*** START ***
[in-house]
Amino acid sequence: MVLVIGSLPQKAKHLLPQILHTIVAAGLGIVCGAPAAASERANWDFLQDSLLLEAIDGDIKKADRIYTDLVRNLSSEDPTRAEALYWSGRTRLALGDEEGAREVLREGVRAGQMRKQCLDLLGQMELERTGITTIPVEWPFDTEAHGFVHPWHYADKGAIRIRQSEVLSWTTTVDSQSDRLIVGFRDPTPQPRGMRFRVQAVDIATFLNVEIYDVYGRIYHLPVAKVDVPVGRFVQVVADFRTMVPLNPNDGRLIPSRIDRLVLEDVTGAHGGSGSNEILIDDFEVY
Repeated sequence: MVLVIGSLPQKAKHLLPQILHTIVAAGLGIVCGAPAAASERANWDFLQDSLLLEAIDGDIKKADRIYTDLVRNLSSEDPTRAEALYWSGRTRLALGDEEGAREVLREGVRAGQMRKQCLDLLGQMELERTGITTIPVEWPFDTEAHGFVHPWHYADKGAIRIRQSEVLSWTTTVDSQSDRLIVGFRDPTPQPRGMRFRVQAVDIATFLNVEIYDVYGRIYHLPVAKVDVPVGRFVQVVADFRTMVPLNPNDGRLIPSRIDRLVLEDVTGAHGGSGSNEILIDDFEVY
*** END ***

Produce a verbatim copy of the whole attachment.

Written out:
[in-house]
Amino acid sequence: MVLVIGSLPQKAKHLLPQILHTIVAAGLGIVCGAPAAASERANWDFLQDSLLLEAIDGDIKKADRIYTDLVRNLSSEDPTRAEALYWSGRTRLALGDEEGAREVLREGVRAGQMRKQCLDLLGQMELERTGITTIPVEWPFDTEAHGFVHPWHYADKGAIRIRQSEVLSWTTTVDSQSDRLIVGFRDPTPQPRGMRFRVQAVDIATFLNVEIYDVYGRIYHLPVAKVDVPVGRFVQVVADFRTMVPLNPNDGRLIPSRIDRLVLEDVTGAHGGSGSNEILIDDFEVY
Repeated sequence: MVLVIGSLPQKAKHLLPQILHTIVAAGLGIVCGAPAAASERANWDFLQDSLLLEAIDGDIKKADRIYTDLVRNLSSEDPTRAEALYWSGRTRLALGDEEGAREVLREGVRAGQMRKQCLDLLGQMELERTGITTIPVEWPFDTEAHGFVHPWHYADKGAIRIRQSEVLSWTTTVDSQSDRLIVGFRDPTPQPRGMRFRVQAVDIATFLNVEIYDVYGRIYHLPVAKVDVPVGRFVQVVADFRTMVPLNPNDGRLIPSRIDRLVLEDVTGAHGGSGSNEILIDDFEVY